Unless you opt for one of the very low-power CPUs on the market today, chances are the processor inside your desktop PC has a fan attached to keep it cool. The higher performance the chip and the more you overclock, the more cooling required. And more cooling inevitably means more noise unless you go with a water cooling solution.
Specialist cooling company Noctua has teamed up with RotoSub to come up with a low noise solution that allows you to stick with air cooling, but removes the noise. They’ve done this by adding active noise cancellation to one of their CPU coolers for the very first time. A project that’s been ongoing for over a year.
The cooler is still in prototype form, but was on display at Computex 2013. It could actually be referred to as a cooling cube looking at the design, but is based on Noctua’s NH-D14 cooler using a twin-tower heatsink, which consists of two heatsink blocks and a fan mounted between them.
The noise cancellation is achieved through a combination of mic and speakers. The mic listens to the sound created by the cooler, then the speakers output the same sound with a phase difference. In so doing, destructive interference is created and the level of noise is cut significantly.
According to those able to listen to the prototype CPU cooler, there was actually no noise heard when the system was active. If you watch the demonstration video above you can clearly hear the difference the noise cancellation makes.
Such a system is sure to be popular and no doubt expensive. Based on the design, it should be possible to develop versions that work with all motherboards and CPUs, meaning Noctua could certainly have a hit on its hands here.
We’ve lost a few water-cooling companies in recent years but one of the longest-standing, and still-running has to be Primochill. It has always been a big advocate of interesting reservoirs and general water-cooling customisation, but with the likes of EK Waterblocks and Phobya now on the scene, it’s had to revamp its range to keep up with the times.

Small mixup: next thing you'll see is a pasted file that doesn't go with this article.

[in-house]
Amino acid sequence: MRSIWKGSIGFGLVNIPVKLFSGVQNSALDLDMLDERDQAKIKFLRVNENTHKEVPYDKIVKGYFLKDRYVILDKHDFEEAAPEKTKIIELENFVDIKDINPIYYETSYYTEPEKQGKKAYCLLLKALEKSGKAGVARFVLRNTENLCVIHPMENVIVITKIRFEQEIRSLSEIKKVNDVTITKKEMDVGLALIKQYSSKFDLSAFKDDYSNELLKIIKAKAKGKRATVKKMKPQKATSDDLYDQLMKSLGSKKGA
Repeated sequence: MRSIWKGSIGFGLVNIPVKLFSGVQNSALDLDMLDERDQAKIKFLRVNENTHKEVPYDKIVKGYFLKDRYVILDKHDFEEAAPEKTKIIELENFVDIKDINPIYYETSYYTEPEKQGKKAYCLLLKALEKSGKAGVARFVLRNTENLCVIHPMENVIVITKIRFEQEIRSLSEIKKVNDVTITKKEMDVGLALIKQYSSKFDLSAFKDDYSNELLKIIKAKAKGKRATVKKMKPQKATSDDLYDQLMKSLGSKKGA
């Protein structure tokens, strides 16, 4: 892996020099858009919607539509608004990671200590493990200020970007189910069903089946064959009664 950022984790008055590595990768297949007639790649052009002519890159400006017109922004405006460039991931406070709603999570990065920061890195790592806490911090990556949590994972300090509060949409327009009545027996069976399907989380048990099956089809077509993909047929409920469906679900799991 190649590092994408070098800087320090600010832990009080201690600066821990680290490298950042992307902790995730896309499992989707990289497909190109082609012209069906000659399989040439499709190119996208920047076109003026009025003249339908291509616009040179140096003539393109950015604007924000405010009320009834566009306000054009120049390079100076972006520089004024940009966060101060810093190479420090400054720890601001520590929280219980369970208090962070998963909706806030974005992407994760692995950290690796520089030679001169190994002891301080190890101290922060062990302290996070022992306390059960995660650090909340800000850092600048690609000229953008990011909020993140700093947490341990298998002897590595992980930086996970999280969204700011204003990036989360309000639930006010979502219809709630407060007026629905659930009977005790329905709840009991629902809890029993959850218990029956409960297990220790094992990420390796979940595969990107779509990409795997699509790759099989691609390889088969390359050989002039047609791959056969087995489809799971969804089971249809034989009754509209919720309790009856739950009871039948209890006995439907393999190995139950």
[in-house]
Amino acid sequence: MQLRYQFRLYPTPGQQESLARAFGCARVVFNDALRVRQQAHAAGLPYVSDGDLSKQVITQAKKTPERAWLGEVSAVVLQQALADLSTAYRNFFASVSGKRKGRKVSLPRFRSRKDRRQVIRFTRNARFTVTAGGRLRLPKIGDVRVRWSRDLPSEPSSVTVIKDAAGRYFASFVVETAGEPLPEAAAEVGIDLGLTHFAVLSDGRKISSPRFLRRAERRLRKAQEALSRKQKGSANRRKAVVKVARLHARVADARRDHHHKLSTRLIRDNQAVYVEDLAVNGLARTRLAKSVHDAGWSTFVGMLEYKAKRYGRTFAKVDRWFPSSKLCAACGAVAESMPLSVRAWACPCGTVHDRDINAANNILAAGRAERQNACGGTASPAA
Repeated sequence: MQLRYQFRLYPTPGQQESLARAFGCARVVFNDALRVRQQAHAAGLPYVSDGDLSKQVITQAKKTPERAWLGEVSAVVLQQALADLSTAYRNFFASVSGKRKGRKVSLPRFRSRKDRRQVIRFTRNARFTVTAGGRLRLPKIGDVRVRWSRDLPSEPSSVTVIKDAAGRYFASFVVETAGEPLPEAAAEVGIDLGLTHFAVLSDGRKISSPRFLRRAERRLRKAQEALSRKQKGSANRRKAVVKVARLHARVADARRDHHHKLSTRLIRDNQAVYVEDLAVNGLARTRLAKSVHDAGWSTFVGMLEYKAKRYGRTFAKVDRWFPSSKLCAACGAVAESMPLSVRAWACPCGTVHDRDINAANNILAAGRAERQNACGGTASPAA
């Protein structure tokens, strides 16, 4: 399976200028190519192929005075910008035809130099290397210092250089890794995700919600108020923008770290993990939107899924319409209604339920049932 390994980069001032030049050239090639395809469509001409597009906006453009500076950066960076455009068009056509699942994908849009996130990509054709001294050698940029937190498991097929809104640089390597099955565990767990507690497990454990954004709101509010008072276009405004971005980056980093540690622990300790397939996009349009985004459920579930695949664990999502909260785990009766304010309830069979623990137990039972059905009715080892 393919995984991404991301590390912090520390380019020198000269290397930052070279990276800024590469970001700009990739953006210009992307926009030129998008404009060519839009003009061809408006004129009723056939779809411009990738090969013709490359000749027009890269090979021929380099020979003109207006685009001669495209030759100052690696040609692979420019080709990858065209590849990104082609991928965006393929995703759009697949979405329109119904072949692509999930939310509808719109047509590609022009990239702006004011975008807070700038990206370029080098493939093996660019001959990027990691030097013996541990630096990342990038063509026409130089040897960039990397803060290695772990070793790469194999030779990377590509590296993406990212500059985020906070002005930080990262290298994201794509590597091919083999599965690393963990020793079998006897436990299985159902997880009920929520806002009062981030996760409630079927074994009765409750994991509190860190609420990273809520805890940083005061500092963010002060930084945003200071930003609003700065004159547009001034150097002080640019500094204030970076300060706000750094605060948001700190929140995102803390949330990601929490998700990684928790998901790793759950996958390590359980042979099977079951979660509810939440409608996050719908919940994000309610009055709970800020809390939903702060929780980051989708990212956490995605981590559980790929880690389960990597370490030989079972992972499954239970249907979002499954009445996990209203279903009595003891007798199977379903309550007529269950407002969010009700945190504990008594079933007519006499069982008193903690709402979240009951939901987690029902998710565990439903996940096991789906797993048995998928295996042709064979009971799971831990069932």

We didn’t look at its recent Myriad reservoir, but we heard a few stories about it being tricky to fit together. For the moment, Primochill has turned its focus away from bay reservoirs and clearly spent some time pondering how to make a difference in the tube reservoir arena. its offering, called the Compression Tube Reservoir (CTR), looks to solve a number of problems encountered when using this type of reservoir.
Its available in 80mm, 120mm, 240mm (tested) and 400mm variants, starting at a modest $40 and rising to $60 for the giant 400mm version. At the time of writing, we don’t have a firm UK price or stockist, but we’ll update the article as and when we do – at the moment, prices look like they’ll be somewhere between £30 and £50. It’s also one of the first tube reservoirs that’s available with different coloured acrylic, sporting blood red, yellow, UV blue and pink and even frosted versions.
If you’re keen on showing off your coolant, then the CTR has the lowest-profile end caps we’ve seen, allowing for a huge area of uninterrupted eye-candy with less than 10mm of the tube taken up securing the end caps. This is thanks to a new end cap fitting method, which we’re guessing gave the CTR its name, rather than having anything to do with compression fittings. One cap has four ports, with the other having two. Sadly, there are no blanking plugs provided and you’ll likely need to buy up to four of these if you’re just going with the standard inlet and outlet setup, to blank the remaining holes – something you don’t have to do with most other tube reservoirs.
The caps are actually two-piece affairs but unlike pretty much every other tube reservoir we’ve used, they don’t involve threads. We’ve certainly been on the receiving end of at least one cracked reservoir having over-tightened the end caps to stop a persistent leak so we were keen to see just how Primochill has got around this. An O-ring is sandwiched in the middle of the two sections of end cap. We took one apart and were initially stumped as to how to get it back together again. The excited teenager in us then subsided and we did the sensible thing of reaching for the instructions.